Earth Day is Everyday

Posted on April 22, 2015 by Rebecca Ponzi

Everyday is Earth Day at Casal Cristiana Italian Extra Virgin Olive Oil here in Italy.  Many efforts are made throughout the home and property to minimize the use of manufactured energy sources that are costly and wasteful.  We have two large wood burning fireplaces to keep our home cozy during the winter months in our stone home with three feet thick walls.  The wood comes from trees on our property that are no longer in good health or from branches that have been pruned throughout the year.  Rain water is captured and funneled into two separate wells for irrigation during the summer months.  I air dry all our laundry and do not own a clothes dryer.  Our water heater uses wood pellets (and can use olive pits) to heat up all the water and heat registers in the house.  We practice sustainable farming methods for our olive grove, fruit trees and garden, utilizing natural treatments whenever possible to promote a healthy living environment. 
Solar panels are positioned facing south for maximum sun exposure that cuts our electricity bill in half by generating enough energy throughout the day to run the entire house free of charge during daylight hours.  Now, we just need to devise a small and effective windmill to utilize all that nature has given us living on the edge of the Adriatic Sea!  There is no excuse to not conserve energy.  It's practically handed to us with this climate, Italian ingenuity and common sense.  How can we not celebrate?  Even though Earth Day is a little bit like Mother's Day (which by the way is quickly approaching on May 10th), created in case you need a reminder to pay attention what's in front of you.  If you were born, you had a mom. And once you are born, well you know the obvious, you become a human being living on the planet earth!  Depending upon where you were born, that is fantastic thing!  For others, maybe not so much because our world is so diverse. But the reality is, we only have one Mother Earth where we were born to live.  If we were lucky, we had someone whispering in our ears when we were young a few important virtues to hold dear -- be kind and respectful to your mother, give back when you can, remember she is a part of you ... biologically as well as emotionally. This analogy is so true with our Mother Earth. She gives us varying degrees of temperatures for an ebb and flow of seasons; mountains, lakes and seas; soil, sand and rock; and the air we breath all contribute to our very own existence.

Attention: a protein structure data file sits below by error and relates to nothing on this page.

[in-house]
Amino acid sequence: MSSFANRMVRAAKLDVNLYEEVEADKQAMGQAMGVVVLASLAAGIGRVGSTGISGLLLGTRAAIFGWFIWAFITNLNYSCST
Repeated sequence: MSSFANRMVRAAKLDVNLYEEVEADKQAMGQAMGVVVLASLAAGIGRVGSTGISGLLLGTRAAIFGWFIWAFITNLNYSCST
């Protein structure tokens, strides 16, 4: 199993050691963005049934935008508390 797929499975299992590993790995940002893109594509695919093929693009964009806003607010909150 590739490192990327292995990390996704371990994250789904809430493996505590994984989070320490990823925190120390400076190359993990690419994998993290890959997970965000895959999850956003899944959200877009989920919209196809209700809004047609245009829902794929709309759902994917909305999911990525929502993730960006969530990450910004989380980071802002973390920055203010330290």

So far, I have had great fortune to live in two of the most beautiful and pristine places in the world. The Willamette Valley in Oregon, USA, (photo to the left) and The Fermana Coastline in Italy are both places I call home. The Pacific Northwest and the Italian region Le Marche boast incredible landscape panoramas, but beyond the scenery are energy and recycling programs to ensure it stays that way.  Oregon has always been a pioneer (no pun intended) in preserving it's environment through the famous bottle bill, recycle incentives for businesses, and tax credits for alternative energy sourcing.  This just scratches the surface as Oregonians dedication to protect our wildlife, open spaces and uncontaminated farmland is unbridled with passion and continues to be unwavering.  Here in Italy, it is steeped in tradition, and thank goodness due to the country's slower pace and Italian's skeptic nature to question most things, they still dance to their own song. Another contribution to protecting Mother Earth is through agriculture practices.  In Italy, it is not allowed to grow GMO crops.  Why? There is not enough evidence that GMO's are safe for human consumption, nor enough research to determine the long-term effects upon the earth itself.  Use of poison to wipe out insects and nasty weeds stress our energy resources to dispose of these chemicals, not to mention the potential health uncertainties.   Also in Italy, livestock, poultry and game are controlled on a national level, and in certain regions, the criteria to meet top quality standards with minimum intervention is very stringent.  I buy only Marchigiani beef, which is beef from my region Le Marche. 
In this photo, these cattle, when they are not grazing in their pasture, they are eating hay and vegetables.  No grain.  I never buy meat from other countries and buy my food from trusted sources, usually within zero kilometers (I live in an agriculture zone) and most always buy products from Italy of course!  I cannot resist the lemons, oranges and artichokes from Naples in the dead of winter -- especially when the farmer woke up before the crack of dawn to sell his truckload of goods on the beachfront.  On our property at Villa Cristiana, we do our part not only out of necessity, energy costs can be crazy expensive, but also for health.  When you live closer to the earth, at a slower pace, and find yourself surrounded in such clean terrain, we have naturally gravitated to become a part of it versus a contaminate.  Culturally, it's been made so easy for us to naturally adapt to the Italian way from the gifts of Mother Earth!  I truly appreciate the simple and best pleasures in life that exist right outside my door.  Happy Earth Day everyone!

Posted in Casal Cristiana, Change your life, Earth Day, extra virgin olive oil, healthy living, Italian extra virgin olive oil, living in Italy, Ponzi Vineyards


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